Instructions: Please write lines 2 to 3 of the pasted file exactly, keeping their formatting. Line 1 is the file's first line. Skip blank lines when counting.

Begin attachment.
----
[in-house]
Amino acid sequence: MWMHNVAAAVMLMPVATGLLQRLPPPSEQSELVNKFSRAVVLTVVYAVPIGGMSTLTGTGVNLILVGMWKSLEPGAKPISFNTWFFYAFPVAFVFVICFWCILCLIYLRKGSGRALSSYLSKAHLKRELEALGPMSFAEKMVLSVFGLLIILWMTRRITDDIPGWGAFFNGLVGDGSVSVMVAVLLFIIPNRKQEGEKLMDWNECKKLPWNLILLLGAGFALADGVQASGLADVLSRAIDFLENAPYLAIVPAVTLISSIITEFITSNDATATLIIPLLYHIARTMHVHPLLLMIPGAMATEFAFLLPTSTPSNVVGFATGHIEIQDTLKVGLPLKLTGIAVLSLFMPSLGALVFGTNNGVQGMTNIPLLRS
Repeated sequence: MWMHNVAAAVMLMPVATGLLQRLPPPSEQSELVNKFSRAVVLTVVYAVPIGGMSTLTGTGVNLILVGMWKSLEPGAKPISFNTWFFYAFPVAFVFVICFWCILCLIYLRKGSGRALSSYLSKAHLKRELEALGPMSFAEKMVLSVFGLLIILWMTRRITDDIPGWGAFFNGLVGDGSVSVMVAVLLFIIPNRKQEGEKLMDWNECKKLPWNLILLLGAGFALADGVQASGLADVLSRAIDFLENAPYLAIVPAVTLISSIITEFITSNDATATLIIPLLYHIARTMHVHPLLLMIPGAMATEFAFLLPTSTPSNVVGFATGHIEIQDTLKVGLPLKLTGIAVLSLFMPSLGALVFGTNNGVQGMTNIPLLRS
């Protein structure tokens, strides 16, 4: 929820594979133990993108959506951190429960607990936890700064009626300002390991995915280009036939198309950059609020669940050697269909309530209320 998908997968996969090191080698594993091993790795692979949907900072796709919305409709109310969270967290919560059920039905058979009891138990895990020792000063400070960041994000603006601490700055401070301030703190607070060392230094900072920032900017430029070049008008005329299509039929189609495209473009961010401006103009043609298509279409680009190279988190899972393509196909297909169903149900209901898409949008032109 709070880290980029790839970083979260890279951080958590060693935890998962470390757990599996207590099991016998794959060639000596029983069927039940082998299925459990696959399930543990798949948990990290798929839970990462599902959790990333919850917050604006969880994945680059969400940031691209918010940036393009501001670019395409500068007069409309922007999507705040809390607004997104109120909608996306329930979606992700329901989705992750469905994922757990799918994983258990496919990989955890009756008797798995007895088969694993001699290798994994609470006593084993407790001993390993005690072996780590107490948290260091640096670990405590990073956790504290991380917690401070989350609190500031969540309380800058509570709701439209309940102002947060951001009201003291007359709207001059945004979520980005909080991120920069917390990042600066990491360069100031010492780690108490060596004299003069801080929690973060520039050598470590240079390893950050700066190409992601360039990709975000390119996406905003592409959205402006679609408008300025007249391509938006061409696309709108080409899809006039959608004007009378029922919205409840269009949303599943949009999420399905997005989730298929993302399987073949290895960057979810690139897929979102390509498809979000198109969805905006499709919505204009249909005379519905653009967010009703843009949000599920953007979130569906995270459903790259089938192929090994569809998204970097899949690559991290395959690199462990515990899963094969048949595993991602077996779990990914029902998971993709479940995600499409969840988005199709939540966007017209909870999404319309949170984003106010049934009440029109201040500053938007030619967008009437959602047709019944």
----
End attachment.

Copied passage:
Amino acid sequence: MWMHNVAAAVMLMPVATGLLQRLPPPSEQSELVNKFSRAVVLTVVYAVPIGGMSTLTGTGVNLILVGMWKSLEPGAKPISFNTWFFYAFPVAFVFVICFWCILCLIYLRKGSGRALSSYLSKAHLKRELEALGPMSFAEKMVLSVFGLLIILWMTRRITDDIPGWGAFFNGLVGDGSVSVMVAVLLFIIPNRKQEGEKLMDWNECKKLPWNLILLLGAGFALADGVQASGLADVLSRAIDFLENAPYLAIVPAVTLISSIITEFITSNDATATLIIPLLYHIARTMHVHPLLLMIPGAMATEFAFLLPTSTPSNVVGFATGHIEIQDTLKVGLPLKLTGIAVLSLFMPSLGALVFGTNNGVQGMTNIPLLRS
Repeated sequence: MWMHNVAAAVMLMPVATGLLQRLPPPSEQSELVNKFSRAVVLTVVYAVPIGGMSTLTGTGVNLILVGMWKSLEPGAKPISFNTWFFYAFPVAFVFVICFWCILCLIYLRKGSGRALSSYLSKAHLKRELEALGPMSFAEKMVLSVFGLLIILWMTRRITDDIPGWGAFFNGLVGDGSVSVMVAVLLFIIPNRKQEGEKLMDWNECKKLPWNLILLLGAGFALADGVQASGLADVLSRAIDFLENAPYLAIVPAVTLISSIITEFITSNDATATLIIPLLYHIARTMHVHPLLLMIPGAMATEFAFLLPTSTPSNVVGFATGHIEIQDTLKVGLPLKLTGIAVLSLFMPSLGALVFGTNNGVQGMTNIPLLRS